Imagine these headlines in your local newspaper:
JUMBO JET CRASHES KILLING ALL – 1,000 PEOPLE DIE!
The front pages of all of our newspapers would scream about this massive tragedy of “epic proportions.”
Now imagine that that a jumbo jet crashes and kills everyone on board every two weeks for an entire year. Every two weeks another 1,000 people are killed. Every two weeks the headlines report that a 1,000 people are again killed in jumbo jet accidents.
At year’s end, we would have seen the death of 26,000 people. Imagine the furor in the population. The newspapers would be clamoring for blood. How could this happen? How can our government officials allow this to happen? Who are the responsible people and why are they not in jail? Who, in their right mind, would even think about taking a jumbo jet?
According to the American cancer Society, in the United States alone prostate cancer will kill 28,660 men this calendar year. This translates into a death rate that is in excess of 2,660 men more than in the deaths caused by my fictitious twice-monthly jumbo jet crashes.
Yet, where is the anger and response from supposed caring people? The only response that I have heard is a federal commission recommending that men should not be screened for prostate cancer! I guess the goal is to see how long it will take to see the death rate match the fictional death rate of a jumbo jet crashing every week.
I can remember how outraged we were when the federal government abandoned the citizens of Louisiana in the wake of Kitrina. I can also remember the national anger that swelled through the country when we heard the elderly and sick patients in a nursing home being abandoned. The State of Louisiana ultimately filed murder charges against the nursing home personnel.
Should we bring murder charges against the federal government? I do not no another situation in our society that discounts life in this way.
I do not understand, do you?
Joel T Nowak, MA, MSW
Excellent analogy Joel. It never came to my mind but go ahead and try to publish this article in the newspapers or contact Larry King , I will support you , my daughters too , the whole world should know what you are realizing today and I guarantee you there will be a shock and awe all over the country because cancer has become epidemic , the cancer clinic at UCLA has more patients than the GP clinic at Kaiser permenante , go figure. Just do it Joel, and the whole world will react .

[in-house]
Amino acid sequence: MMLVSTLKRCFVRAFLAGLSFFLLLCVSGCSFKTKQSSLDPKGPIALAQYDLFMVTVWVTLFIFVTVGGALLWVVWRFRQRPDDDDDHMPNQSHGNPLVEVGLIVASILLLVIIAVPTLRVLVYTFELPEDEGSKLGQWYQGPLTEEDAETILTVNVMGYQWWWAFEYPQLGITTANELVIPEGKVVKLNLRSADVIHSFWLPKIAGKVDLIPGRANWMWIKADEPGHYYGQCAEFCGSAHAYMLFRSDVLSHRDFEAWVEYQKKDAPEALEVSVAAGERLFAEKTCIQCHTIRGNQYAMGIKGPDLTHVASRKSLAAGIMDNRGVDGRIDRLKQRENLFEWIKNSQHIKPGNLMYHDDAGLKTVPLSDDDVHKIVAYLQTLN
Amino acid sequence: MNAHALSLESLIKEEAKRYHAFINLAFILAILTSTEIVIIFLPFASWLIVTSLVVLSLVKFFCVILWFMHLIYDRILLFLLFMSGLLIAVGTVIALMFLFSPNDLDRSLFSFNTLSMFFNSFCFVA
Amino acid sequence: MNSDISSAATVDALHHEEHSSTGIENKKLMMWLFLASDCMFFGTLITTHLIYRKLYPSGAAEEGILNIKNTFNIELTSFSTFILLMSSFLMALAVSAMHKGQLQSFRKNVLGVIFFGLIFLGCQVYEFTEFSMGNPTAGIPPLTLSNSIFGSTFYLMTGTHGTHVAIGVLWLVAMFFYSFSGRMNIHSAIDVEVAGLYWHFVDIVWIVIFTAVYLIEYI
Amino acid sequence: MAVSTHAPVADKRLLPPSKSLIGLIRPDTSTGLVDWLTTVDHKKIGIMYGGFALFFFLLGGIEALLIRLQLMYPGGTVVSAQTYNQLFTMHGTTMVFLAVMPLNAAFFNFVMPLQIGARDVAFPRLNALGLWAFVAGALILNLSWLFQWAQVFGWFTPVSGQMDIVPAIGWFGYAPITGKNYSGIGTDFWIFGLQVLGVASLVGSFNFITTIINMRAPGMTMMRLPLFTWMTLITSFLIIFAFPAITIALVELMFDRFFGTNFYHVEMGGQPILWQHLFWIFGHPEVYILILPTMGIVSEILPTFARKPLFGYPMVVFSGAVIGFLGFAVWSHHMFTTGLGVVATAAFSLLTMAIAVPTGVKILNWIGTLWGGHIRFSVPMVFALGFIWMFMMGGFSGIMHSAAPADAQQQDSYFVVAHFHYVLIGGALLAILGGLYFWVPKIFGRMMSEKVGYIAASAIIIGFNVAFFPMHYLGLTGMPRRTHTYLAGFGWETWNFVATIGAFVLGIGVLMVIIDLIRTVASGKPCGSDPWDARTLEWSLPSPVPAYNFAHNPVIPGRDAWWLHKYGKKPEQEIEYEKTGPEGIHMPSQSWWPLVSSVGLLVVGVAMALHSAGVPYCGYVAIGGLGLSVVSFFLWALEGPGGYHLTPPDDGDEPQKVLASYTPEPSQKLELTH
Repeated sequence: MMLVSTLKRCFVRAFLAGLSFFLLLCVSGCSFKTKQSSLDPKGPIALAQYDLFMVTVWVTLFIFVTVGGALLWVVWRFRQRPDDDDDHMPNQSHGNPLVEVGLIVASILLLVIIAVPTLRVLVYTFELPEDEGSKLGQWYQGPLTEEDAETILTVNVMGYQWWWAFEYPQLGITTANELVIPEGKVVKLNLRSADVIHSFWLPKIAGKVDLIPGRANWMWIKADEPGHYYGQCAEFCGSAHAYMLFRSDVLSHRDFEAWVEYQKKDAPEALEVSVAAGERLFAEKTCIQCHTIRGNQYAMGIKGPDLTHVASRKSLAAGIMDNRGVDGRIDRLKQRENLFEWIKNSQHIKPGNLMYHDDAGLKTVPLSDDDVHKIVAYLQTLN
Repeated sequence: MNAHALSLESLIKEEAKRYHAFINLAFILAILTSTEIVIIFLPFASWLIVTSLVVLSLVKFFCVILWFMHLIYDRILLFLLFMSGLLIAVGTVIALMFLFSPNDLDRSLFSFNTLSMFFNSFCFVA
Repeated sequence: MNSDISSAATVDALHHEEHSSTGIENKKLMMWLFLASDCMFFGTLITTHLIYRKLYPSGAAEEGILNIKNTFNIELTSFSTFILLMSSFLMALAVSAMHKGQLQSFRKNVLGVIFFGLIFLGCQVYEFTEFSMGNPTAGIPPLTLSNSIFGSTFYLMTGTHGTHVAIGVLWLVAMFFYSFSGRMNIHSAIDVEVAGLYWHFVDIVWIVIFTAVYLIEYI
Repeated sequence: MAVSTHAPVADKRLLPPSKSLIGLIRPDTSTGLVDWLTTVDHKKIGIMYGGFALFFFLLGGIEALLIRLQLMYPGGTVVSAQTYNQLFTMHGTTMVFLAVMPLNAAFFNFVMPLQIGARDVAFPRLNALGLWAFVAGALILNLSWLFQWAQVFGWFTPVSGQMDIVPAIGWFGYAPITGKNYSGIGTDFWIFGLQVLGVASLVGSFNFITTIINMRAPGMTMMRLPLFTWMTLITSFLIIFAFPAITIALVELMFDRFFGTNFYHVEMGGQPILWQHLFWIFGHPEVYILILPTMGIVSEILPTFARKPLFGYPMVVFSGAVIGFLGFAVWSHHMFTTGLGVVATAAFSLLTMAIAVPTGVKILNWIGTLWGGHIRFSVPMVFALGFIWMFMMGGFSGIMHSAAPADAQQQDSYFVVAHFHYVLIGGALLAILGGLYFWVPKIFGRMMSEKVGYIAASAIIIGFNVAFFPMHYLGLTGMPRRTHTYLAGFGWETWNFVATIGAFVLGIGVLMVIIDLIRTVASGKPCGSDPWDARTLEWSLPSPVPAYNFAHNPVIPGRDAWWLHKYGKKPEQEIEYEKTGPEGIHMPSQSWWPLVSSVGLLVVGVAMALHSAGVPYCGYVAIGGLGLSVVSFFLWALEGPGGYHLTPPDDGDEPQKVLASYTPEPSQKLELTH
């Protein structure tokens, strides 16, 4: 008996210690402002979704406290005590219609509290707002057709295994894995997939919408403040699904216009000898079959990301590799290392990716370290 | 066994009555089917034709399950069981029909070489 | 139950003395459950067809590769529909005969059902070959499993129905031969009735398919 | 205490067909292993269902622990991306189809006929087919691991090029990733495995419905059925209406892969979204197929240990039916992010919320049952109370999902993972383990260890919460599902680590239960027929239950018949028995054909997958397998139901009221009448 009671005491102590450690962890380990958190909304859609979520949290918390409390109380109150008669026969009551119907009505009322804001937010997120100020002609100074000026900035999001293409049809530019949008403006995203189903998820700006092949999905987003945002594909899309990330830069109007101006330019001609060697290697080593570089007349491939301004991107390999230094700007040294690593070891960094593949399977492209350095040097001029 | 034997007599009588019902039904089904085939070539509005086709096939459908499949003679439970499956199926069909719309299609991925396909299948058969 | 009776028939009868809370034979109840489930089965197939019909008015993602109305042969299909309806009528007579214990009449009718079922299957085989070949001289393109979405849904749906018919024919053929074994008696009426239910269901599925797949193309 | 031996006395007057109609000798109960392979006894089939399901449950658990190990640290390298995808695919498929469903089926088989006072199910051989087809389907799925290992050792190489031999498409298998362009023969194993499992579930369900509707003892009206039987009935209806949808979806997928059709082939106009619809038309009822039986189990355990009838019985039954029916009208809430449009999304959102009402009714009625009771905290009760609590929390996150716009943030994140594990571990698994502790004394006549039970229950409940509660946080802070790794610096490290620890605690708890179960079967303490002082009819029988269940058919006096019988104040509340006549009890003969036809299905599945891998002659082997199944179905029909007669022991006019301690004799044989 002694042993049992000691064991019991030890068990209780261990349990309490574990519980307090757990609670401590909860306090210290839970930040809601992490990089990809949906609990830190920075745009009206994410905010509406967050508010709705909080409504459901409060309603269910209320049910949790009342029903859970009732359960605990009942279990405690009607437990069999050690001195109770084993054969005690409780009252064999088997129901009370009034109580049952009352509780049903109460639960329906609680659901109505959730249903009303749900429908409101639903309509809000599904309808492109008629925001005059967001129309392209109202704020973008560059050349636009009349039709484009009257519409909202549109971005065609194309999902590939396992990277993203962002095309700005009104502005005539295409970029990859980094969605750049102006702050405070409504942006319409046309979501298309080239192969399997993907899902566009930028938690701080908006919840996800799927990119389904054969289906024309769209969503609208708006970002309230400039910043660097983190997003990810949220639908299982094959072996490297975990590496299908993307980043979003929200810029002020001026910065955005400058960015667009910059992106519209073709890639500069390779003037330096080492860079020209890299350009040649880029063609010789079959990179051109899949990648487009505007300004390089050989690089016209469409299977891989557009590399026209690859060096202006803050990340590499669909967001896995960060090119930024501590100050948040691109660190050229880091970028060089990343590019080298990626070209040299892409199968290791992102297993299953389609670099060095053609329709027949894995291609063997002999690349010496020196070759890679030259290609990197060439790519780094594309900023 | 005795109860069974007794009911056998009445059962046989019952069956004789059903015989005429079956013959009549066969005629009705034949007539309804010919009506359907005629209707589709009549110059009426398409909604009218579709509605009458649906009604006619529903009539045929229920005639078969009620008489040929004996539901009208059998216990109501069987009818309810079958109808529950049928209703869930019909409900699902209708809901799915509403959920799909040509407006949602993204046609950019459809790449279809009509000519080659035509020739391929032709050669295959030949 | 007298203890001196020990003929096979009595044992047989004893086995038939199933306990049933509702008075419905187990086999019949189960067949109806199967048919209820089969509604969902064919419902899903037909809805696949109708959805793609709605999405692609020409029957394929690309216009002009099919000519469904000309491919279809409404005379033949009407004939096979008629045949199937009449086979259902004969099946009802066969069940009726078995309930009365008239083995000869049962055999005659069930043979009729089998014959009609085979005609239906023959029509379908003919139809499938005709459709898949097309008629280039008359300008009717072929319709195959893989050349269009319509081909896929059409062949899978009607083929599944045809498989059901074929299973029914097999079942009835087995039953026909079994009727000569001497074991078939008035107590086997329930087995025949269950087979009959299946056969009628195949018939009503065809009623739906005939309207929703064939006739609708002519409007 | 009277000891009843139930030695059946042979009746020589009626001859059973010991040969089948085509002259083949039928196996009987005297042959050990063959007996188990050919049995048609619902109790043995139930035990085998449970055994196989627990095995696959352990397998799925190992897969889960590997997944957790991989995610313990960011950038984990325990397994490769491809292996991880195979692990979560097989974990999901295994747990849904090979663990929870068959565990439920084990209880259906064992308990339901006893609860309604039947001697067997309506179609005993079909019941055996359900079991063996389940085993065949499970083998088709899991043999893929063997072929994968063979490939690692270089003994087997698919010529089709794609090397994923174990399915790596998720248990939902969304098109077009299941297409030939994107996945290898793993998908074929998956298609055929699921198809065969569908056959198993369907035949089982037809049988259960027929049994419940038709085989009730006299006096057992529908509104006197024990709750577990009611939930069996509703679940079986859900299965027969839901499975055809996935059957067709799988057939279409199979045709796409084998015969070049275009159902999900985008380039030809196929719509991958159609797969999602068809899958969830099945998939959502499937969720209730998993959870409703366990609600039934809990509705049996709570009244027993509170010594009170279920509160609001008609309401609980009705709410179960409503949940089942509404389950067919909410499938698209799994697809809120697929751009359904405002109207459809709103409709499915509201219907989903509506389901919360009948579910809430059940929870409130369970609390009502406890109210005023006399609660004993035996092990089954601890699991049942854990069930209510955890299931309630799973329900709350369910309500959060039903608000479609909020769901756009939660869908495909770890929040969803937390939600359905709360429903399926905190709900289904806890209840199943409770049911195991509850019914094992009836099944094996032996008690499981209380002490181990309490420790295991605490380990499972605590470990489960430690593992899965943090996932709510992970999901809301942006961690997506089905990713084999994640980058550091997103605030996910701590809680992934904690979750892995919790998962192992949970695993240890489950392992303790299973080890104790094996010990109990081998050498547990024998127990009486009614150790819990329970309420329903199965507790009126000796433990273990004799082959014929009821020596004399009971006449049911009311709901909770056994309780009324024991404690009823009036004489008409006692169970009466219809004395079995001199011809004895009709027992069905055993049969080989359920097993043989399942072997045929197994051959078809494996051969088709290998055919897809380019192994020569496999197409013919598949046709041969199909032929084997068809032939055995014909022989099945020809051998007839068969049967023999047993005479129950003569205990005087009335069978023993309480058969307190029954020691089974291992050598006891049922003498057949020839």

I’ve been thinking about your post for a while… and meant to comment sooner. My dad made a comparison like this years ago – back when I was “just doing this because I love my dad.” Now – I’m still “doing this because I love my dad,” but also for many others who I’ve come to know and love as extended family still personally struggling with prostate cancer.
You know my father founded the Prostate Cancer Coalition of NC back in 2001. And I’d like to share with you a somewhat shameful realization on my part that may help to answer your question. When my dad asked me to be his volunteer note taker/ webmaster I just did it for him… not as the “believer” I am today, having become so through that experience.
He was tough as nails and there was no way this cancer was going to take him out… for a solid 5 years I was 110% sure this was just a bump in the road for him – but I dug spending time with dad and we had fun working, planning and organizing. I didn’t really understand what it meant when his sugical follow-up uncovered bone mets… nor did he share with me that the he’d been told he had about a year to live at that same time…
Now – I look around me at the patients who volunteer with the coalition today… “my guys” – and I think when they talk to their kids they, like my father, can’t stomach the idea of scaring them when, in “dad’s mind,” they’re often just getting out on their on… starting careers and families… coming into their own.
I don’t know if it would have been right for my dad to give me a reality check when was given his own prognosis… but I do think I’d have done things a bit differently… actually – a lot differently. When dad got really sick, I was glad to share his journey with him… I loved being with him and felt very very guilty that I took our time for granted.
I think what I’m trying to say is, we truly are, to quote Albert Einstein “here for the sake of each other – above all for those upon whose smile and well-being our own happiness depends, and also for the countless unknown souls with whose fate we are connected by a bond of sympathy” – but that has 2 sides to it… one is being there for the people you love – the other is letting the people you love know that it is time to be there for you. It sucks when you realize you didn’t, but should’ve.
Being there might be making calls to legislators, going for Dr. visits, or just plain going out to dinner – or on a fun family vacation… What I know now – it is a true gift to be able to be there for someone you love.
Sorry I didn’t comment sooner – unfortunately I’ve been MIA for a couple of weeks as I just lost my grandmother/ last living biological grandparent to pancreatic cancer… I had to disconnect for a while to be there for my mother, aunt, uncles, cousins, and my “step” grandfather – the only grandpa I’ve ever known:)
You guys are important! Let us fight for you/ with you/ beside you… I’m sure I’m not the only daughter out their who is both grateful and glad to be somewhat defined by the experience.